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Clinical & Experimental Allergy

Peripheral blood dendritic cell subtypes are significantly elevated in subjects with asthma

Authors


Correspondence:
Dr Mark Spears, Department of Respiratory Medicine, Institute of Infection, Immunity and Inflammation, Gartnavel General Hospital, University of Glasgow, 1053 Great Western Road, Glasgow, UK G12 0YN.
E-mail: mark.spears@glasgow.ac.uk

Summary

Background Dendritic cells (DCs) are crucial for the processing of antigens, T lymphocyte priming and the development of asthma and allergy. Smokers with asthma display altered therapeutic behaviour and a reduction in endobronchial DC CD83 expression compared with non-smokers with asthma. No information is available on the impact of smoking on peripheral blood DC profiles.

Objective Determine peripheral blood DC profiles in subjects with and without asthma with differing smoking histories.

Methods Forty-three asthmatics (17 smokers, nine ex-smokers and 17 never–smokers) and 16 healthy volunteers (nine smokers and seven never–smokers) were recruited. Spirometry, exhaled nitric oxide and venesection was performed. DC elution was by flow cytometry via the expression of DC surface markers [plasmacytoid (pDC) (BDCA-2, CD303), type 1 conventional (cDC) (BDCA-1, CD1c), and type 2 cDC (BDCA-3, CD141)].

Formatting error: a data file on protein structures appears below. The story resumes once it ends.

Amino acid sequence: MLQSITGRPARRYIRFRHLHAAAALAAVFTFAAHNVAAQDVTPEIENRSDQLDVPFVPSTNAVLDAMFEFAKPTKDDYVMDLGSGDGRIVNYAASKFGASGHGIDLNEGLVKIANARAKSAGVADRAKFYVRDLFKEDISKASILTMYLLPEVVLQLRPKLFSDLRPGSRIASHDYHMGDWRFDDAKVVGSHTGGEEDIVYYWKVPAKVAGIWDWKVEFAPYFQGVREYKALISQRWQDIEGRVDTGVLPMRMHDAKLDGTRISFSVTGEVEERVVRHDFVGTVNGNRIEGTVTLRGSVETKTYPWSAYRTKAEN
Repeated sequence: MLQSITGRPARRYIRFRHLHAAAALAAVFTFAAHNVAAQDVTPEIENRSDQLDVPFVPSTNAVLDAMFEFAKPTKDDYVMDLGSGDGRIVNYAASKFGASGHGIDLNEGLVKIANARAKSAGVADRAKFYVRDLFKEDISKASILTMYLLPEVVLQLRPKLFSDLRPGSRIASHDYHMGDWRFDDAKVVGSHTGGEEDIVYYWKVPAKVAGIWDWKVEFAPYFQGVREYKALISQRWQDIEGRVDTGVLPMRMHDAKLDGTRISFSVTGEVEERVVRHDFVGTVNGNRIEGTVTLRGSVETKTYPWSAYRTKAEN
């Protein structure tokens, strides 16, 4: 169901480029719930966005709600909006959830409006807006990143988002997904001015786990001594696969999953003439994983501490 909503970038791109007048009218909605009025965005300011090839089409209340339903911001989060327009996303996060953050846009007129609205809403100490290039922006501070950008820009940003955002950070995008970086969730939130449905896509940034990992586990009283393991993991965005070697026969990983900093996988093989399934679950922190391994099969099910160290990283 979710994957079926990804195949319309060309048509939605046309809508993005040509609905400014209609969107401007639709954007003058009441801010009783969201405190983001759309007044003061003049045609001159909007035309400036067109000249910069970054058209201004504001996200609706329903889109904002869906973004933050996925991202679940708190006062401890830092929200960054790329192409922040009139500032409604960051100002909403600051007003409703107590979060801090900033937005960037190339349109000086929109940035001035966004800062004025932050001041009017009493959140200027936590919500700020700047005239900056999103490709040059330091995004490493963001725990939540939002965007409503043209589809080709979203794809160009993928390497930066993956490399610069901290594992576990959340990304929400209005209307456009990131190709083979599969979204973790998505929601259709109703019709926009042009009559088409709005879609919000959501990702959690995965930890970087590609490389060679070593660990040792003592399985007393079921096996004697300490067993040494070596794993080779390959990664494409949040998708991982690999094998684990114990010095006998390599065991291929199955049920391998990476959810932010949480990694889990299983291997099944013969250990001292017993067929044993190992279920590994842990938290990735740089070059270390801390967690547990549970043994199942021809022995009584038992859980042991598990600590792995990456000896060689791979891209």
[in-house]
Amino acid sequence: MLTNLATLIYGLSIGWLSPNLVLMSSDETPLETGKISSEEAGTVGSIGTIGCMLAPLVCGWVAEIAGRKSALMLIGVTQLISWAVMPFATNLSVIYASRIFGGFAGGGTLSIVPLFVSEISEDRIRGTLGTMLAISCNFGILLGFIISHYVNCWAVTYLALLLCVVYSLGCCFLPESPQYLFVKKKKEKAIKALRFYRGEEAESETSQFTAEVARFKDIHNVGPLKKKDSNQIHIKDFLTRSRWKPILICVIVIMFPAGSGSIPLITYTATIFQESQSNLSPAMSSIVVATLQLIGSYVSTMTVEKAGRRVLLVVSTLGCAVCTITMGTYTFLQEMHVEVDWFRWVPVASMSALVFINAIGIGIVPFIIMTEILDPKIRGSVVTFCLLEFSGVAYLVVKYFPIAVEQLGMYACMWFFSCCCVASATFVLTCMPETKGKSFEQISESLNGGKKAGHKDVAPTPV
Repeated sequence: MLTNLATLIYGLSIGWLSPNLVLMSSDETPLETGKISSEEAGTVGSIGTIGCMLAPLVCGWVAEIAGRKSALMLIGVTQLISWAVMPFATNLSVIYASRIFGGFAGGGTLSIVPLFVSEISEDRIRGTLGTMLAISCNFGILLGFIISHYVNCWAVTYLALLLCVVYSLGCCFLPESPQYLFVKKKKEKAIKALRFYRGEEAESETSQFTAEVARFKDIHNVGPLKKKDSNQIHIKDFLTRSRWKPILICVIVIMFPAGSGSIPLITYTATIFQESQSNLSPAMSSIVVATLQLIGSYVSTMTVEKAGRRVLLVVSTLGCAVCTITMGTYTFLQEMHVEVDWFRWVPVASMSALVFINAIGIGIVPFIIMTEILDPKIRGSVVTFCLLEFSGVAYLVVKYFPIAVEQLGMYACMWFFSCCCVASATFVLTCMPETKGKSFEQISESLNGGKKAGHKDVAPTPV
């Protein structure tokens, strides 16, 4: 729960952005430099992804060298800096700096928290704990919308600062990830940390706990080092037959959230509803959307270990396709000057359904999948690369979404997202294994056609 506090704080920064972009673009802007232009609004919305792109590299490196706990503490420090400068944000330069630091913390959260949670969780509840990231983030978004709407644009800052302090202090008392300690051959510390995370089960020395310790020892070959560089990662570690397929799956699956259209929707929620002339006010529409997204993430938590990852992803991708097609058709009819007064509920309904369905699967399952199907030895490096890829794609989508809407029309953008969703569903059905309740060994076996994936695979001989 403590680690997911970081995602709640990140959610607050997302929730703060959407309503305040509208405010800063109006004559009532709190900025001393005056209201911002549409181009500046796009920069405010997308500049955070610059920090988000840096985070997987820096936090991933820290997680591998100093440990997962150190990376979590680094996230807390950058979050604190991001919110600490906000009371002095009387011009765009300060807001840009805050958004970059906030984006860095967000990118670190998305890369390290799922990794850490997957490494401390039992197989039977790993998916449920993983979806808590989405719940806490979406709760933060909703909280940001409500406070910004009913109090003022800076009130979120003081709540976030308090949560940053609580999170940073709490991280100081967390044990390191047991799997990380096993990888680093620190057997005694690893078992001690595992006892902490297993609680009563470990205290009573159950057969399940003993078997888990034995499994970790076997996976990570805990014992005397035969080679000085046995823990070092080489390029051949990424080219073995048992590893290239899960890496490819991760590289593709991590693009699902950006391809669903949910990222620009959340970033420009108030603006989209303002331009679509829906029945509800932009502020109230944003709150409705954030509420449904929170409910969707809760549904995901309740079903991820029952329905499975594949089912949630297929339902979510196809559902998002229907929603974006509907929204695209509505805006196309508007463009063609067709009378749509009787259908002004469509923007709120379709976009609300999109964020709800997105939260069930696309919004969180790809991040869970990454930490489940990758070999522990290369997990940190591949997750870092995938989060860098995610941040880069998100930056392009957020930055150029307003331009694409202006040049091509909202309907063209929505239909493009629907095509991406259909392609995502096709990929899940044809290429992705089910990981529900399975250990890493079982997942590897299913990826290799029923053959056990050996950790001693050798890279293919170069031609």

Results Subjects with asthma displayed increases in all DC subtypes compared with normal never-smokers: [type 1 cDCs – asthma [median% (IQR)]: 0.59% (0.41, 0.74), normal never-smokers: 0.35% (0.26, 0.43), P=0.013]; type 2 cDCs – asthma: 0.04% (0.02, 0.06), normal never-smokers: 0.02% (0.01, 0.03), P=0.008 and pDCs – asthma: 0.32% (0.27, 0.46), normal never-smokers: 0.22% (0.17, 0.31), P=0.043, and increased pDC and type 1 cDCs compared with normal smokers. Smoking did not affect DC proportions in asthma. Cigarette smoking reduced pDC proportions in normal subjects [normal never–smokers: 0.22% (0.17, 0.31); normal smokers: 0.09% (0.08, 0.15), P=0.003].

Conclusions and Clinical Relevance This study shows for the first time that subjects with asthma display a large increase in peripheral blood DC proportions. Cigarette smoking in asthma did not affect the peripheral blood DC profile but did suppress pDC proportions in non-asthmatic subjects. Asthma is associated with a significant increase in circulating DCs, reflecting increased endobronchial levels and the importance of DCs to the development and maintenance of asthma. (Clinical trials.gov identifier: NCT00411320)

Cite this as: M. Spears, C. McSharry, I. Donnelly, L. Jolly, M. Brannigan, J. Thomson, J. Lafferty, R. Chaudhuri, M. Shepherd, E. Cameron and N. C. Thomson, Clinical & Experimental Allergy, 2011 (41) 665–672.

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